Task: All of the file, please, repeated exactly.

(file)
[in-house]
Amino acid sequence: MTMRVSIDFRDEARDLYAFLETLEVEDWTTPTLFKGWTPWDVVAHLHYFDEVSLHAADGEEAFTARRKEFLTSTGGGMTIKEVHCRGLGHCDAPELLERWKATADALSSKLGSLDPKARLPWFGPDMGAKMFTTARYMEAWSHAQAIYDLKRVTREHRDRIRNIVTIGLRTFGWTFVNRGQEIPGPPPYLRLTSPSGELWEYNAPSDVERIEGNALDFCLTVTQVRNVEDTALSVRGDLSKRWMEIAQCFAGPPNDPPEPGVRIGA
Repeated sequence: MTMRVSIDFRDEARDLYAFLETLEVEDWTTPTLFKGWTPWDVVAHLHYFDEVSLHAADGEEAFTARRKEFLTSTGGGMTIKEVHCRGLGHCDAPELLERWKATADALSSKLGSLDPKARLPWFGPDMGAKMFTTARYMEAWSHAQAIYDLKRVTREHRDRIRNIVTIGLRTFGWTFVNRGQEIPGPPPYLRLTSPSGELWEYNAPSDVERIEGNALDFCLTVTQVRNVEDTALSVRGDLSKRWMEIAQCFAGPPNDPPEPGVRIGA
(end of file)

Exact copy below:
[in-house]
Amino acid sequence: MTMRVSIDFRDEARDLYAFLETLEVEDWTTPTLFKGWTPWDVVAHLHYFDEVSLHAADGEEAFTARRKEFLTSTGGGMTIKEVHCRGLGHCDAPELLERWKATADALSSKLGSLDPKARLPWFGPDMGAKMFTTARYMEAWSHAQAIYDLKRVTREHRDRIRNIVTIGLRTFGWTFVNRGQEIPGPPPYLRLTSPSGELWEYNAPSDVERIEGNALDFCLTVTQVRNVEDTALSVRGDLSKRWMEIAQCFAGPPNDPPEPGVRIGA
Repeated sequence: MTMRVSIDFRDEARDLYAFLETLEVEDWTTPTLFKGWTPWDVVAHLHYFDEVSLHAADGEEAFTARRKEFLTSTGGGMTIKEVHCRGLGHCDAPELLERWKATADALSSKLGSLDPKARLPWFGPDMGAKMFTTARYMEAWSHAQAIYDLKRVTREHRDRIRNIVTIGLRTFGWTFVNRGQEIPGPPPYLRLTSPSGELWEYNAPSDVERIEGNALDFCLTVTQVRNVEDTALSVRGDLSKRWMEIAQCFAGPPNDPPEPGVRIGA